Guest
6 years 7 months ago

It seems that it’s been successful at attracting people who don’t just want 50 or 60% off but want — as Bob noted — a full 100% off…count me as underwhelmed (at least until we can move past the anecdotal phase into real sales numbers).

Anne Bieler
Guest
Anne Bieler
6 years 7 months ago

JCP must win back the shoppers who have strayed. Getting their attention is the crucial first step to getting people into the stores. But moving shoppers to purchase is a huge hurdle — will the new pricing strategy translate into strong sales during this critical buying season? The incentive to shop selected departments must be clear and help rebuild store loyalty with the new value proposition, not just another sales promotion. Building loyalty is a longer term strategy that must be clearly communicated, consistent and well executed.

Anne Marie Luthro
Guest
Anne Marie Luthro
6 years 7 months ago

Innovative, yes. Chop a few dollars off of the BTS spending? Parents will love this. Young kids, sure. But teens? I fear the girls, (in particular) who come to school with “JCP-dos” will not be bragging about it. Every girl who gets a cut should get a voucher for a free BTS makeover in the s-i-s Sephora… that’d be cool.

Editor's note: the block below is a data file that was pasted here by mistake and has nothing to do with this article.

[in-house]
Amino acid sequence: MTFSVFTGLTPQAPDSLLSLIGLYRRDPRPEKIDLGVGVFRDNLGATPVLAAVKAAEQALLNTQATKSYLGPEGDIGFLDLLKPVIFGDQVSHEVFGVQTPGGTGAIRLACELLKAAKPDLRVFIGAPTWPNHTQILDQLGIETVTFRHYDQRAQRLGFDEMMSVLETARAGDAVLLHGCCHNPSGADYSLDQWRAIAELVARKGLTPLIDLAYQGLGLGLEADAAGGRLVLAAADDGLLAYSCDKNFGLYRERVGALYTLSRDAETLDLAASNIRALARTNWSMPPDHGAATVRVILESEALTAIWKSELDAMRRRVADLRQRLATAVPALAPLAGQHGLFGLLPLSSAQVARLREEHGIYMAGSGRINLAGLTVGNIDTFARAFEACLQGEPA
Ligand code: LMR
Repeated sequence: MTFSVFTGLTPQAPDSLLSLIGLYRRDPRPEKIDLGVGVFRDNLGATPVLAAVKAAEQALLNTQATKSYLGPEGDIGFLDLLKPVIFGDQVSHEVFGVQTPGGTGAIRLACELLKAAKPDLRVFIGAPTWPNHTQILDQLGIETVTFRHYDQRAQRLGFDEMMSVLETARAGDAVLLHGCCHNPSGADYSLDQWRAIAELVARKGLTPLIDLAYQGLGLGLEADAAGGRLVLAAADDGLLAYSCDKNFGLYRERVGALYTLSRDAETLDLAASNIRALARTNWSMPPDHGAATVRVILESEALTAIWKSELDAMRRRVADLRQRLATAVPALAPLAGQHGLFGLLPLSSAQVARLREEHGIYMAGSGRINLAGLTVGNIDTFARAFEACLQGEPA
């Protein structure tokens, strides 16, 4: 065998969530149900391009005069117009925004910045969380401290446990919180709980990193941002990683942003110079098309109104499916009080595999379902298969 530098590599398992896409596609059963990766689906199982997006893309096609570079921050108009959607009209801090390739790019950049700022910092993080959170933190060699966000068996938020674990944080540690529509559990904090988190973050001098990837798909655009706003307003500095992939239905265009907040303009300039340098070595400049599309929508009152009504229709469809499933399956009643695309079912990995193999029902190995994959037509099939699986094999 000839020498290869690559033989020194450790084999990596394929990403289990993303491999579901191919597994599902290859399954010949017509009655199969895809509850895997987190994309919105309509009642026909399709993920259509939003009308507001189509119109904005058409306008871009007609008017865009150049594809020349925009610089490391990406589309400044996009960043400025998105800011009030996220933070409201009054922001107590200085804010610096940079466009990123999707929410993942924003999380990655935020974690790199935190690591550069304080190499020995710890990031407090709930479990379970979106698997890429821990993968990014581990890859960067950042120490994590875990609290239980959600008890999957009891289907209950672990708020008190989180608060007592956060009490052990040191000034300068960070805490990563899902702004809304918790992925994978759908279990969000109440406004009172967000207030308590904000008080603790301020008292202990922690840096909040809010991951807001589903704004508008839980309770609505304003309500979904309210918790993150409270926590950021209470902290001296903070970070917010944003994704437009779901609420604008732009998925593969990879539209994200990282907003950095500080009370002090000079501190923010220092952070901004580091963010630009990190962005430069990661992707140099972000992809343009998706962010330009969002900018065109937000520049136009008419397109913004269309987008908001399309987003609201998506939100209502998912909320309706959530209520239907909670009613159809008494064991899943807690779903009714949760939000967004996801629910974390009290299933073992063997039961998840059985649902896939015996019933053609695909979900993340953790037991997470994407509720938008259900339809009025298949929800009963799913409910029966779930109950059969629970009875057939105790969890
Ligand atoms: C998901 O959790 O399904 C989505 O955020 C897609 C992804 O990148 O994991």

Justin Time
Guest
6 years 7 months ago

Can’t believe a promotional idea from JCP is actually working. The hair salons have always been an ace in the hole for them, but neglected in recent years. If you think about it, they, along with their old optical departments, were their first “stores within a store” operators. DUH. They should have thought about this promotion a lot sooner.

Tom Redd
Guest
6 years 7 months ago

JCP’s Ron J. is trying to change faster than their shopper to create a new type of image and recurring demand. They may be moving too fast. If you move too fast with promotional efforts it can lead to the shopper always expecting more. JCP will have to carefully evaluate the speed of change issue.

With BTS JCP needs to exhibit the one place provider image — meaning get your kids all the things that they need for school at ONE place, at a good price, and the right style for the little monsters.

My parents did this for me back at Sears and the style part was never included…but my flare pants looked cool — even thought they were green with thin black stripes and too short. DUDE or DUD?